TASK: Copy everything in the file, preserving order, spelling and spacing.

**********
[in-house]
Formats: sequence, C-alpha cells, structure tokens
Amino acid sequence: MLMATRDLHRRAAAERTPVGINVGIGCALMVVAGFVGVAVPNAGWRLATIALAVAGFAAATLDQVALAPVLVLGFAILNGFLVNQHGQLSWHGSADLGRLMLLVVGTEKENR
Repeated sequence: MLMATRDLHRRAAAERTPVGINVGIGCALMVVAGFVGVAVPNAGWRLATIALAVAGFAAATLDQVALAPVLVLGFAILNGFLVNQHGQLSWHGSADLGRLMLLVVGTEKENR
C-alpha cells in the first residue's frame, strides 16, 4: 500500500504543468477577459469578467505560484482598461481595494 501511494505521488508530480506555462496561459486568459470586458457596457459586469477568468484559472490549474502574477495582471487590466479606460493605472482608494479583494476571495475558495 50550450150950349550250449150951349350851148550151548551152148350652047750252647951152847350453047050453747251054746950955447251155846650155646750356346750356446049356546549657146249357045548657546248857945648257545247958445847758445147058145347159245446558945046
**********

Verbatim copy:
[in-house]
Formats: sequence, C-alpha cells, structure tokens
Amino acid sequence: MLMATRDLHRRAAAERTPVGINVGIGCALMVVAGFVGVAVPNAGWRLATIALAVAGFAAATLDQVALAPVLVLGFAILNGFLVNQHGQLSWHGSADLGRLMLLVVGTEKENR
Repeated sequence: MLMATRDLHRRAAAERTPVGINVGIGCALMVVAGFVGVAVPNAGWRLATIALAVAGFAAATLDQVALAPVLVLGFAILNGFLVNQHGQLSWHGSADLGRLMLLVVGTEKENR
C-alpha cells in the first residue's frame, strides 16, 4: 500500500504543468477577459469578467505560484482598461481595494 501511494505521488508530480506555462496561459486568459470586458457596457459586469477568468484559472490549474502574477495582471487590466479606460493605472482608494479583494476571495475558495 50550450150950349550250449150951349350851148550151548551152148350652047750252647951152847350453047050453747251054746950955447251155846650155646750356346750356446049356546549657146249357045548657546248857945648257545247958445847758445147058145347159245446558945046